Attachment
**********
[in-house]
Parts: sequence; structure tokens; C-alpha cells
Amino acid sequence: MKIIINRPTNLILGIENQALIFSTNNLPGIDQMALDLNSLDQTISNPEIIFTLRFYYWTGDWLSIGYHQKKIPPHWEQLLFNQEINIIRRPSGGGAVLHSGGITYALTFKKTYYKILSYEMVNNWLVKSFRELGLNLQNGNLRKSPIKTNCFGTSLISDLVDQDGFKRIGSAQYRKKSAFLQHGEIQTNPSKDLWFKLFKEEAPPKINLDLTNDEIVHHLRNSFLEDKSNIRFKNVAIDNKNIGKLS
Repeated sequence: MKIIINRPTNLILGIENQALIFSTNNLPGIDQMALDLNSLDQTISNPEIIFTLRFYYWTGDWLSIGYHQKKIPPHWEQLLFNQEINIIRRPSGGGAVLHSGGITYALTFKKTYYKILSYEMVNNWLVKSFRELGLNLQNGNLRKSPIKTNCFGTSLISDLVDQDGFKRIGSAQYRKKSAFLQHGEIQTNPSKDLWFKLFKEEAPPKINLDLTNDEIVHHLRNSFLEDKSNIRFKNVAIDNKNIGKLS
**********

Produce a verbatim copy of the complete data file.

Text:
[in-house]
Parts: sequence; structure tokens; C-alpha cells
Amino acid sequence: MKIIINRPTNLILGIENQALIFSTNNLPGIDQMALDLNSLDQTISNPEIIFTLRFYYWTGDWLSIGYHQKKIPPHWEQLLFNQEINIIRRPSGGGAVLHSGGITYALTFKKTYYKILSYEMVNNWLVKSFRELGLNLQNGNLRKSPIKTNCFGTSLISDLVDQDGFKRIGSAQYRKKSAFLQHGEIQTNPSKDLWFKLFKEEAPPKINLDLTNDEIVHHLRNSFLEDKSNIRFKNVAIDNKNIGKLS
Repeated sequence: MKIIINRPTNLILGIENQALIFSTNNLPGIDQMALDLNSLDQTISNPEIIFTLRFYYWTGDWLSIGYHQKKIPPHWEQLLFNQEINIIRRPSGGGAVLHSGGITYALTFKKTYYKILSYEMVNNWLVKSFRELGLNLQNGNLRKSPIKTNCFGTSLISDLVDQDGFKRIGSAQYRKKSAFLQHGEIQTNPSKDLWFKLFKEEAPPKINLDLTNDEIVHHLRNSFLEDKSNIRFKNVAIDNKNIGKLS